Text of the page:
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“Africa is certainly not only a continent of small villages in the jungle and savannah. Its level of diverse urbanization and global network of mobility is advancing rapidly, while African metropolitan regions, cities, and towns are among the fastest growing in the world,” note the authors of Africa Drawn, a new resource for understanding urbanism in Africa.
As these cities grow, the literature on African urban places is desperately lacking. This remarkable resource fills a gap by drawing and documenting a hundred cities in every corner of the world’s second-largest continent. Geographically speaking, it is the largest project ever to win a Charter Award.
The project seeks out patterns, much like architect and author Christopher Alexander, with the aim of comparing urban form, spatial structure, and quality of public space to find out what makes cities resilient.
The drawings examine connectivity in terms of air and water travel, rail, and thoroughfares. They illustrate the origin, history, and most characteristic physical features of each city. The same scale and artistic conventions bring out similarities and differences. Among the insights:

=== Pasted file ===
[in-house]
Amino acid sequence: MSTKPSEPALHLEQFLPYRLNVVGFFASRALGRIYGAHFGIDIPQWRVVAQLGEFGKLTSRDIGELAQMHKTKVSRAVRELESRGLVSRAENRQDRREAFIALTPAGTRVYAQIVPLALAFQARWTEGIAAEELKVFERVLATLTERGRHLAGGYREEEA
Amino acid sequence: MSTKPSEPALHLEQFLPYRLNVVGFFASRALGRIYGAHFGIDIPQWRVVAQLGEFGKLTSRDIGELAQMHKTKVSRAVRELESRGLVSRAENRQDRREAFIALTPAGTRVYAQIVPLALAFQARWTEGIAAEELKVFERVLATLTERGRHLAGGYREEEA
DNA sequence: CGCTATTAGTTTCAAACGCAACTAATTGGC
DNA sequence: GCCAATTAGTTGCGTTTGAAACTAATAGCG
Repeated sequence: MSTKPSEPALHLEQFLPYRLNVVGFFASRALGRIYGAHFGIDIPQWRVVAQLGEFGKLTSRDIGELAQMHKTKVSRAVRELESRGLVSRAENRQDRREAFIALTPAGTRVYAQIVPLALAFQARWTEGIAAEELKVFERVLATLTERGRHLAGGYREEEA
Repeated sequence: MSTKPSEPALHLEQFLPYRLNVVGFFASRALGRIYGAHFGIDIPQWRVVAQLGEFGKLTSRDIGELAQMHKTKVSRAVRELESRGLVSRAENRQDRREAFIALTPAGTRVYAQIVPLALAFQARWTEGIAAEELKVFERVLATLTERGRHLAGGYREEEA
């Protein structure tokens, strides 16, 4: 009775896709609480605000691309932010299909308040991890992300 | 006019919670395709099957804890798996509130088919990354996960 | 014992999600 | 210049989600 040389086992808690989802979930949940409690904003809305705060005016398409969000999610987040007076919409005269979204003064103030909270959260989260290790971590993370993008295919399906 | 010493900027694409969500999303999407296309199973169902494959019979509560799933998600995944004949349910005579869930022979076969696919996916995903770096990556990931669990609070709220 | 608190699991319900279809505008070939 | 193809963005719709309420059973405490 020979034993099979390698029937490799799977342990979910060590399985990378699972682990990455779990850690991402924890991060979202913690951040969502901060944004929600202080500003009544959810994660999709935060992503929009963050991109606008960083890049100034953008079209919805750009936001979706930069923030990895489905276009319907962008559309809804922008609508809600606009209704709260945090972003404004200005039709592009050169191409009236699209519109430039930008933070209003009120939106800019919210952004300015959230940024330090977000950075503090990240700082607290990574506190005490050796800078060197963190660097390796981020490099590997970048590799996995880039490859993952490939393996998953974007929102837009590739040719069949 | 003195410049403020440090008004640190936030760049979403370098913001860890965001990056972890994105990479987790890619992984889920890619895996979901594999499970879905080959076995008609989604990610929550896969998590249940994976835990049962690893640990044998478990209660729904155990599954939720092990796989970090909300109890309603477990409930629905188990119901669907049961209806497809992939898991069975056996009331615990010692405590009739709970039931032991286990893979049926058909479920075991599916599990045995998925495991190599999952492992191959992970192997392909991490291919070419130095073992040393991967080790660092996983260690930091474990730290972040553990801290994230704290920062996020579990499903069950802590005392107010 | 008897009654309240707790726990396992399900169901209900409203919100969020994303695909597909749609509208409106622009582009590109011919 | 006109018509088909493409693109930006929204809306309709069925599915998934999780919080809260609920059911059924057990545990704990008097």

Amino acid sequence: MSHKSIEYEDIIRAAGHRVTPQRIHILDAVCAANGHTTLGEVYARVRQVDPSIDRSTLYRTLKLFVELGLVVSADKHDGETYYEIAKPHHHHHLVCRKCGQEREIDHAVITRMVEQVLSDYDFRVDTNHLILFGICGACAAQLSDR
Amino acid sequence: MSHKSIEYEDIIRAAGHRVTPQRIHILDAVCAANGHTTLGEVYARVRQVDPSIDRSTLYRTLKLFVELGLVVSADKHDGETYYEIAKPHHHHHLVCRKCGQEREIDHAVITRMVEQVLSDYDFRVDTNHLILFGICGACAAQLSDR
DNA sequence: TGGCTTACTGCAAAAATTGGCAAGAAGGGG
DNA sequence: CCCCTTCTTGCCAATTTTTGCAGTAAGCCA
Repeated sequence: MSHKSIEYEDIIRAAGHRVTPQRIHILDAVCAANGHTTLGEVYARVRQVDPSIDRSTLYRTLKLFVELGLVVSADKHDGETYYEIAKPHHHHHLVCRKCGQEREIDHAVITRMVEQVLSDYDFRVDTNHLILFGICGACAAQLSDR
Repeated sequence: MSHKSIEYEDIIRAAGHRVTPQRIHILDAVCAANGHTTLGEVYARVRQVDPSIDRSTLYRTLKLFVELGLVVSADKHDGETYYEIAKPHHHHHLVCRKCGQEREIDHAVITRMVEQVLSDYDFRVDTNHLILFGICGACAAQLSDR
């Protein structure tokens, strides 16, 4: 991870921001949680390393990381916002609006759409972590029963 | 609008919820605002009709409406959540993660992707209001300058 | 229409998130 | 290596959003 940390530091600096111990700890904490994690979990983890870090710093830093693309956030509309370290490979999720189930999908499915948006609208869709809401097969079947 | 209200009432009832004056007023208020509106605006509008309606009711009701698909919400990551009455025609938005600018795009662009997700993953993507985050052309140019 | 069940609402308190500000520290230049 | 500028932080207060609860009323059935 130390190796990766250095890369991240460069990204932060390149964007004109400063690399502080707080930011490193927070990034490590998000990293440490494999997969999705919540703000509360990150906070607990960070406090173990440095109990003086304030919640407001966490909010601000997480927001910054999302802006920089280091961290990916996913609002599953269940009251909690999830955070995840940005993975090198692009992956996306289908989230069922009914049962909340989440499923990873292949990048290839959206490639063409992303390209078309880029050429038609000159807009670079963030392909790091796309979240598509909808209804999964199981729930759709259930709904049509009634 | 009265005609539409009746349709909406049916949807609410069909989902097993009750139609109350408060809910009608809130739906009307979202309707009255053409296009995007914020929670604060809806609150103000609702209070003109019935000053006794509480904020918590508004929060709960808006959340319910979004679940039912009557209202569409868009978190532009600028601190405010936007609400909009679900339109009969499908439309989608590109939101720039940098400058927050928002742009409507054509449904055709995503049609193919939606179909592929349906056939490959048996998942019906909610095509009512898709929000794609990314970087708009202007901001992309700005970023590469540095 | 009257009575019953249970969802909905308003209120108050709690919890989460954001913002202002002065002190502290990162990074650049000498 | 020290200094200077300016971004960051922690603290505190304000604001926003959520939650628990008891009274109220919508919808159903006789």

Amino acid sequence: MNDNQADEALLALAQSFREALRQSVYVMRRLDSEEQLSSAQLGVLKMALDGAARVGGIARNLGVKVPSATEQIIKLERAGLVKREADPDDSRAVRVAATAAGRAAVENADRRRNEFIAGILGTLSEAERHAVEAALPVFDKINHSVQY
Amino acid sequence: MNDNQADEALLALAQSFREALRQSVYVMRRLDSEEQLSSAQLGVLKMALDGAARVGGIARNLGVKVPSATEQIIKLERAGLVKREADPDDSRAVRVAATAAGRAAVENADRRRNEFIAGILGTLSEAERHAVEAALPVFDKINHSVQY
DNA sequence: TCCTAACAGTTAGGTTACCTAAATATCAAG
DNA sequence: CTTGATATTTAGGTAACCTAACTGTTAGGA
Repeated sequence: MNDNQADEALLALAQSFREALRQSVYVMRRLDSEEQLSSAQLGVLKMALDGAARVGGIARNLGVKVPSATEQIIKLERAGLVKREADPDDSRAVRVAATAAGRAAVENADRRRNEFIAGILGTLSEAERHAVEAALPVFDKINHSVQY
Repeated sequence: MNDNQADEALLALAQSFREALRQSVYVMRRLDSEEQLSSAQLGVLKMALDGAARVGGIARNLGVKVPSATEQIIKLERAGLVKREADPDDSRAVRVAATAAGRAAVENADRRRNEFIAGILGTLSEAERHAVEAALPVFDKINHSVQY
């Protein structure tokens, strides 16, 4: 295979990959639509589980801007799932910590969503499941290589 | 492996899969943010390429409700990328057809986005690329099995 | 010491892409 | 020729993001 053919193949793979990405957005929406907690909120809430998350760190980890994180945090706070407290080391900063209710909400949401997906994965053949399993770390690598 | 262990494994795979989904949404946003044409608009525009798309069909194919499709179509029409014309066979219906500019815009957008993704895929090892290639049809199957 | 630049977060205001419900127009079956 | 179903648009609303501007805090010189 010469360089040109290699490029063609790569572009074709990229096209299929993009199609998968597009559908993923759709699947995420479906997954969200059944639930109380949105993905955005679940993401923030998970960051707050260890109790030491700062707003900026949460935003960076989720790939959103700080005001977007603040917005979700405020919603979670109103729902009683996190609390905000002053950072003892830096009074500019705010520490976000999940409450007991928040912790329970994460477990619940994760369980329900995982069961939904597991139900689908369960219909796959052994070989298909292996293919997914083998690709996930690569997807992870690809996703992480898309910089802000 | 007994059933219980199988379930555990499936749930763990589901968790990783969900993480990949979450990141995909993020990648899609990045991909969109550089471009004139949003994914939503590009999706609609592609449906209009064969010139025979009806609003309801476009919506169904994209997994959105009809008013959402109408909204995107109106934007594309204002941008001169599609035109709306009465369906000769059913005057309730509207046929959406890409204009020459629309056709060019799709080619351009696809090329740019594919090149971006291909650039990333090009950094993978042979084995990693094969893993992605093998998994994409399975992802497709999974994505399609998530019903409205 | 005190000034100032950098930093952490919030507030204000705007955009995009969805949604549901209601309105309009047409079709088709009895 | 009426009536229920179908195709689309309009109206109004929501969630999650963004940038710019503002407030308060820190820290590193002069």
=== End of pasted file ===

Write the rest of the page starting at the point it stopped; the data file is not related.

- Casablanca’s Old City neighborhood is compact and pedestrian friendly, and offers a mix of uses, including residential, commercial, and places of worship.
- Praia, Cape Verde’s city center, is filled with many activities for daily living within walking distance, including public squares, parks, a sports stadium, shops, restaurants, schools, and a library. This inner city—located on a small plateau—is particularly accessible for old and young dwellers.
- The urban agricultural and landscape strategy adopted by the City of Kigali, Rwanda, allows for the physical definition of streets and public spaces—places of shared use that are even cleaned by city residents.
- The newly developed district and neighborhoods of Delft, Cape Town, are contiguous to urban boundaries such as wetlands and rail infrastructure. An integrated development approach allowed for small-to-medium-sized businesses to be balanced with low- and middleincome housing.
The Charter Awards jury was deeply impressed by the breadth and detail of this project, praising it as a vital source of information on urbanism in Africa.
Davidson, North Carolina
The Rural Area Plan (RAP) for Davidson uses a form-based code for aggressive rural land conservation.
Curridabat, Costa Rica
The first city in Costa Rica to adopt form-based coding has created a citywide plan to connect urban neighborhoods to nature. Sweet City is the next phase of a Charter Award-winning plan of 2014.